Competition law guidance for the education sector on information exchange between competitors
How an exchange of information may infringe competition law
Competition law applies to undertakings, i.e. any body engaged in an economic activity such as the provision of courses for remuneration, irrespective of the body’s legal status or the way it is funded. Competition law prohibits undertakings from entering into agreements or concerted practices, and prohibits decisions by associations that have as their object, or that are likely to have the effect of, restricting, distorting or limiting competition to an appreciable extent.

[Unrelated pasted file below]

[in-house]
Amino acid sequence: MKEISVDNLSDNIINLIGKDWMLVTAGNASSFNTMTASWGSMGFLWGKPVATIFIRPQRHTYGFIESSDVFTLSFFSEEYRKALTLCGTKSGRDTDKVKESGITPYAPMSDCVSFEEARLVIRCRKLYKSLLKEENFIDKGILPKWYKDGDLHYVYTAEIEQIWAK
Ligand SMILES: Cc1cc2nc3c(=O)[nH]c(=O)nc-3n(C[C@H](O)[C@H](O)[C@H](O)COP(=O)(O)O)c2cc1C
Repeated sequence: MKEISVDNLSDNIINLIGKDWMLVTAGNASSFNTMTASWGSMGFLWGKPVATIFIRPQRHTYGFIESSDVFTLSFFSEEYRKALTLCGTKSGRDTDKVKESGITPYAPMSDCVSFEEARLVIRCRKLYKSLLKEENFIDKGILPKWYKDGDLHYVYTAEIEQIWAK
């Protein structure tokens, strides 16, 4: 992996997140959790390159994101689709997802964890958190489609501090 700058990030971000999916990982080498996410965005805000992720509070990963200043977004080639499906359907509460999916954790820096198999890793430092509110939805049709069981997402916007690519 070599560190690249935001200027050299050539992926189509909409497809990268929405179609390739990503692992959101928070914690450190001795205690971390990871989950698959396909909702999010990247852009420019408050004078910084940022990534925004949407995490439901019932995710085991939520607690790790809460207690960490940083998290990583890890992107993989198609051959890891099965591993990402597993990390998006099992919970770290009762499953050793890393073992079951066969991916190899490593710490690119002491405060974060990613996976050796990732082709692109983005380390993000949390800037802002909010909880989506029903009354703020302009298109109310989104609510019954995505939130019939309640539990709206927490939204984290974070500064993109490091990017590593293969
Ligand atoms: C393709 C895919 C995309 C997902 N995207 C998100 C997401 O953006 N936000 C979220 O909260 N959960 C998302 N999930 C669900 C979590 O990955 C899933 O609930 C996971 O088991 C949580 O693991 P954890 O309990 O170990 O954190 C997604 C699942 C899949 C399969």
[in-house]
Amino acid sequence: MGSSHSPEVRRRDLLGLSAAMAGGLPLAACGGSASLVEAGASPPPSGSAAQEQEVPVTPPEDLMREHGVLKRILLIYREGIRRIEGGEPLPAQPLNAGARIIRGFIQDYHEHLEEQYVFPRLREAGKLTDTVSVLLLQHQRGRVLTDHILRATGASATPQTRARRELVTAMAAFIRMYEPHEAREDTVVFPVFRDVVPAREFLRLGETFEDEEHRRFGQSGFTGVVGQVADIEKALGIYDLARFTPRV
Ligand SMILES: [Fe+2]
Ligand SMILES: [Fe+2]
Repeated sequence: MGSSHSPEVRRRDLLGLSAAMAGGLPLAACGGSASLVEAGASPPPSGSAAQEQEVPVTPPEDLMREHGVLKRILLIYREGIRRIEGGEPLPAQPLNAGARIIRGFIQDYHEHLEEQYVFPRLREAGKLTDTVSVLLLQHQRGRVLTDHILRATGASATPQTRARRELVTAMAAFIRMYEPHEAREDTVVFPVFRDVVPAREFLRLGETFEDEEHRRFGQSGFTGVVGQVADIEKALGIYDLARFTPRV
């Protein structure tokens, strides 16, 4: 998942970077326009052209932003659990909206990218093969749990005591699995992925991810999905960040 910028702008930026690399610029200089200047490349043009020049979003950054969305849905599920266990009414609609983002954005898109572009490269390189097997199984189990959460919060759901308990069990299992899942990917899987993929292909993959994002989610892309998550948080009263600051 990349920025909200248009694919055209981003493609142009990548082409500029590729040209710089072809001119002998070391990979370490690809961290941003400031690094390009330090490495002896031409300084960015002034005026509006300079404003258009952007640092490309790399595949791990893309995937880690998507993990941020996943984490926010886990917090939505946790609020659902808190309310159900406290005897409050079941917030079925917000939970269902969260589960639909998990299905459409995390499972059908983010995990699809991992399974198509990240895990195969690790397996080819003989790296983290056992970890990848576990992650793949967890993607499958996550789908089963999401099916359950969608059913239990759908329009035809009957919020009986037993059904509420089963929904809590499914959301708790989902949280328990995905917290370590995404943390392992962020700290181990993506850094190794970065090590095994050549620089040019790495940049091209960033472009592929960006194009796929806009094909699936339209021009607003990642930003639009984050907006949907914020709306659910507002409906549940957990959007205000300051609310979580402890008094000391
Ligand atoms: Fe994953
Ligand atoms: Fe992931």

To be caught by competition law, agreements do not have to be in writing — they could be oral, inferred from conduct or be informal ‘gentleman’s agreements’. It applies to ‘tacit collusion’ between undertakings to jointly pursue an anti-competitive goal.
The concept of agreement/concerted practice has therefore been cast very broad and is wide enough to capture the sharing of information. When a company or institution divulges commercially sensitive or confidential information, there is a risk that the information sharing: mutes competition between them (such as by reducing the uncertainty as to how one or other competitor will behave); or leads to a collusive outcome (whereby the companies agree on a course of action)…
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